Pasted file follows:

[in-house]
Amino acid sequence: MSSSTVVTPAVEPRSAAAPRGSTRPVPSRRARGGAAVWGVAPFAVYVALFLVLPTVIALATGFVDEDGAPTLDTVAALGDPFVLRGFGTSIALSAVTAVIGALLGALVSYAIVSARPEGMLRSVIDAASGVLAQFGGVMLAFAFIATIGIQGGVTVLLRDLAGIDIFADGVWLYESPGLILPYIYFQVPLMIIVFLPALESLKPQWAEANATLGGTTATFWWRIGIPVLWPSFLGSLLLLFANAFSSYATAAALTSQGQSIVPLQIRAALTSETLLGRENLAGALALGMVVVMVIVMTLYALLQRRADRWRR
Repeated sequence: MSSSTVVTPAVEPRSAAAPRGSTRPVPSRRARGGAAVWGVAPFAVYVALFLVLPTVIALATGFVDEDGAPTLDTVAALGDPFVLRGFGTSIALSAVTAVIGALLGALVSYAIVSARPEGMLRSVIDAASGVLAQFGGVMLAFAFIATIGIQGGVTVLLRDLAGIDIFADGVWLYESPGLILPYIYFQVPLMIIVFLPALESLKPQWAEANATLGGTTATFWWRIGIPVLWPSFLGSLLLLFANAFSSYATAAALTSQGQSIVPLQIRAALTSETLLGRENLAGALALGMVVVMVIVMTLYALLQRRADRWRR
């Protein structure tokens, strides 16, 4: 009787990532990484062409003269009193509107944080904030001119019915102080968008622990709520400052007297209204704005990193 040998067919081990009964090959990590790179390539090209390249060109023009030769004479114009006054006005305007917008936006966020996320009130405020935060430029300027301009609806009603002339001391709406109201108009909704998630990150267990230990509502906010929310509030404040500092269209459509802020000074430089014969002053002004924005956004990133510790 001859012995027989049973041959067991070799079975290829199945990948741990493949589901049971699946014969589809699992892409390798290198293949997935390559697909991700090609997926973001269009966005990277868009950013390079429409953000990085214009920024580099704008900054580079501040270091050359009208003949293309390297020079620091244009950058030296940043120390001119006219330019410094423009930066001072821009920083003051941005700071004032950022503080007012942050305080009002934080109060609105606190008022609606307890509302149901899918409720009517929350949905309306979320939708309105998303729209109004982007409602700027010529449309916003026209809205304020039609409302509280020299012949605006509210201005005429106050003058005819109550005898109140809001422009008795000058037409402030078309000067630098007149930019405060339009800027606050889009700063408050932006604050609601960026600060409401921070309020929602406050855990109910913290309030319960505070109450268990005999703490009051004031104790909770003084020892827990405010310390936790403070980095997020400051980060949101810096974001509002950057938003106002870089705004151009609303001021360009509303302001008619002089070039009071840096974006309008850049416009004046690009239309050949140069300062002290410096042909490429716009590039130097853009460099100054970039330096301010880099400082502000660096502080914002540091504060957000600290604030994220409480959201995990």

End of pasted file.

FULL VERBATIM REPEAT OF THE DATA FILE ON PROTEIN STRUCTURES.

[in-house]
Amino acid sequence: MSSSTVVTPAVEPRSAAAPRGSTRPVPSRRARGGAAVWGVAPFAVYVALFLVLPTVIALATGFVDEDGAPTLDTVAALGDPFVLRGFGTSIALSAVTAVIGALLGALVSYAIVSARPEGMLRSVIDAASGVLAQFGGVMLAFAFIATIGIQGGVTVLLRDLAGIDIFADGVWLYESPGLILPYIYFQVPLMIIVFLPALESLKPQWAEANATLGGTTATFWWRIGIPVLWPSFLGSLLLLFANAFSSYATAAALTSQGQSIVPLQIRAALTSETLLGRENLAGALALGMVVVMVIVMTLYALLQRRADRWRR
Repeated sequence: MSSSTVVTPAVEPRSAAAPRGSTRPVPSRRARGGAAVWGVAPFAVYVALFLVLPTVIALATGFVDEDGAPTLDTVAALGDPFVLRGFGTSIALSAVTAVIGALLGALVSYAIVSARPEGMLRSVIDAASGVLAQFGGVMLAFAFIATIGIQGGVTVLLRDLAGIDIFADGVWLYESPGLILPYIYFQVPLMIIVFLPALESLKPQWAEANATLGGTTATFWWRIGIPVLWPSFLGSLLLLFANAFSSYATAAALTSQGQSIVPLQIRAALTSETLLGRENLAGALALGMVVVMVIVMTLYALLQRRADRWRR
């Protein structure tokens, strides 16, 4: 009787990532990484062409003269009193509107944080904030001119019915102080968008622990709520400052007297209204704005990193 040998067919081990009964090959990590790179390539090209390249060109023009030769004479114009006054006005305007917008936006966020996320009130405020935060430029300027301009609806009603002339001391709406109201108009909704998630990150267990230990509502906010929310509030404040500092269209459509802020000074430089014969002053002004924005956004990133510790 001859012995027989049973041959067991070799079975290829199945990948741990493949589901049971699946014969589809699992892409390798290198293949997935390559697909991700090609997926973001269009966005990277868009950013390079429409953000990085214009920024580099704008900054580079501040270091050359009208003949293309390297020079620091244009950058030296940043120390001119006219330019410094423009930066001072821009920083003051941005700071004032950022503080007012942050305080009002934080109060609105606190008022609606307890509302149901899918409720009517929350949905309306979320939708309105998303729209109004982007409602700027010529449309916003026209809205304020039609409302509280020299012949605006509210201005005429106050003058005819109550005898109140809001422009008795000058037409402030078309000067630098007149930019405060339009800027606050889009700063408050932006604050609601960026600060409401921070309020929602406050855990109910913290309030319960505070109450268990005999703490009051004031104790909770003084020892827990405010310390936790403070980095997020400051980060949101810096974001509002950057938003106002870089705004151009609303001021360009509303302001008619002089070039009071840096974006309008850049416009004046690009239309050949140069300062002290410096042909490429716009590039130097853009460099100054970039330096301010880099400082502000660096502080914002540091504060957000600290604030994220409480959201995990």